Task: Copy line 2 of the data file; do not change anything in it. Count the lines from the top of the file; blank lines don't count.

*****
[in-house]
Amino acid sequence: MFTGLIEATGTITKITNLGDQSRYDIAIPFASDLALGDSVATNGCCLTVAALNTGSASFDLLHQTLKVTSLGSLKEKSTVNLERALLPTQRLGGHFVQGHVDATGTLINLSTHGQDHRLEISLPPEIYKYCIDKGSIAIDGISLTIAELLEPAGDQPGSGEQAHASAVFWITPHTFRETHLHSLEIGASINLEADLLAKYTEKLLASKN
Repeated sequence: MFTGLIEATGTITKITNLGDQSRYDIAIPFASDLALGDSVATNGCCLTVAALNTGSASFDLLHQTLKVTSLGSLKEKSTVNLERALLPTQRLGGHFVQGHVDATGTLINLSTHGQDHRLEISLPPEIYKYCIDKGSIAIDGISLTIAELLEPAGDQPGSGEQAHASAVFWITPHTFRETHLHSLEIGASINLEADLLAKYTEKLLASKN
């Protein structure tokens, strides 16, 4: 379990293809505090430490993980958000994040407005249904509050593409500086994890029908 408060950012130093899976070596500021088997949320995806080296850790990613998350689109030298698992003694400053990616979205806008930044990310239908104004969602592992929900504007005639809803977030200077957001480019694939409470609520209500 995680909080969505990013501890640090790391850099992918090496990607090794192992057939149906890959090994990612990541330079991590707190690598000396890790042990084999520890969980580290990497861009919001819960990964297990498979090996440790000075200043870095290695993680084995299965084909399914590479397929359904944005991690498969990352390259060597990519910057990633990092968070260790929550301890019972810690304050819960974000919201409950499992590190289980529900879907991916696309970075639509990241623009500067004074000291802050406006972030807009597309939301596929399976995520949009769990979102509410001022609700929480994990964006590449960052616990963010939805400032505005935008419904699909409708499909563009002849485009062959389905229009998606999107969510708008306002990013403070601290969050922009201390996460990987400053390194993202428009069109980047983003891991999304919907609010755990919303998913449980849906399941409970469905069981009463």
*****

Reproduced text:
Amino acid sequence: MFTGLIEATGTITKITNLGDQSRYDIAIPFASDLALGDSVATNGCCLTVAALNTGSASFDLLHQTLKVTSLGSLKEKSTVNLERALLPTQRLGGHFVQGHVDATGTLINLSTHGQDHRLEISLPPEIYKYCIDKGSIAIDGISLTIAELLEPAGDQPGSGEQAHASAVFWITPHTFRETHLHSLEIGASINLEADLLAKYTEKLLASKN